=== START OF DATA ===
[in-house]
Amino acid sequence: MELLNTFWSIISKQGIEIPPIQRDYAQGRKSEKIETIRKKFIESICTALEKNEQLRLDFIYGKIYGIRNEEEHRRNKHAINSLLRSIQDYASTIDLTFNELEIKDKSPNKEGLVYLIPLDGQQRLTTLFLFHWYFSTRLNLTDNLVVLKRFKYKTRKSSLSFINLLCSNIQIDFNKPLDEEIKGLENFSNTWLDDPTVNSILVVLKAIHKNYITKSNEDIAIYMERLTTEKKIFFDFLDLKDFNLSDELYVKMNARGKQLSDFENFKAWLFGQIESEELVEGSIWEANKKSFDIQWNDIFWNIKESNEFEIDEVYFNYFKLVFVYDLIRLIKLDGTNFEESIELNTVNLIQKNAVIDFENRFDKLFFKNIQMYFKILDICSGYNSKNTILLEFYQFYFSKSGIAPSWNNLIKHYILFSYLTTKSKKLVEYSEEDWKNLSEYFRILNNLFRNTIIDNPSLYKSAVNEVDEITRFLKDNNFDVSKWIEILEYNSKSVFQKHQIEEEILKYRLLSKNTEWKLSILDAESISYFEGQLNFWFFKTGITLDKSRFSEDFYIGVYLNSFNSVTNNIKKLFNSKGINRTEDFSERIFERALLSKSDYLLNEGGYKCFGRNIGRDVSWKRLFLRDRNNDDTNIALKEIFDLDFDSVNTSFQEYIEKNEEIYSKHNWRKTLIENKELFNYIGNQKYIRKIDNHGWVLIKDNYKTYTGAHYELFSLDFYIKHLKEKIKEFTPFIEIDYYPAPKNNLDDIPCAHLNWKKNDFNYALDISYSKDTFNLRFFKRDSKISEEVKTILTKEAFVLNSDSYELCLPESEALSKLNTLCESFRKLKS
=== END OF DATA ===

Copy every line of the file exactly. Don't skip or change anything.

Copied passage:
[in-house]
Amino acid sequence: MELLNTFWSIISKQGIEIPPIQRDYAQGRKSEKIETIRKKFIESICTALEKNEQLRLDFIYGKIYGIRNEEEHRRNKHAINSLLRSIQDYASTIDLTFNELEIKDKSPNKEGLVYLIPLDGQQRLTTLFLFHWYFSTRLNLTDNLVVLKRFKYKTRKSSLSFINLLCSNIQIDFNKPLDEEIKGLENFSNTWLDDPTVNSILVVLKAIHKNYITKSNEDIAIYMERLTTEKKIFFDFLDLKDFNLSDELYVKMNARGKQLSDFENFKAWLFGQIESEELVEGSIWEANKKSFDIQWNDIFWNIKESNEFEIDEVYFNYFKLVFVYDLIRLIKLDGTNFEESIELNTVNLIQKNAVIDFENRFDKLFFKNIQMYFKILDICSGYNSKNTILLEFYQFYFSKSGIAPSWNNLIKHYILFSYLTTKSKKLVEYSEEDWKNLSEYFRILNNLFRNTIIDNPSLYKSAVNEVDEITRFLKDNNFDVSKWIEILEYNSKSVFQKHQIEEEILKYRLLSKNTEWKLSILDAESISYFEGQLNFWFFKTGITLDKSRFSEDFYIGVYLNSFNSVTNNIKKLFNSKGINRTEDFSERIFERALLSKSDYLLNEGGYKCFGRNIGRDVSWKRLFLRDRNNDDTNIALKEIFDLDFDSVNTSFQEYIEKNEEIYSKHNWRKTLIENKELFNYIGNQKYIRKIDNHGWVLIKDNYKTYTGAHYELFSLDFYIKHLKEKIKEFTPFIEIDYYPAPKNNLDDIPCAHLNWKKNDFNYALDISYSKDTFNLRFFKRDSKISEEVKTILTKEAFVLNSDSYELCLPESEALSKLNTLCESFRKLKS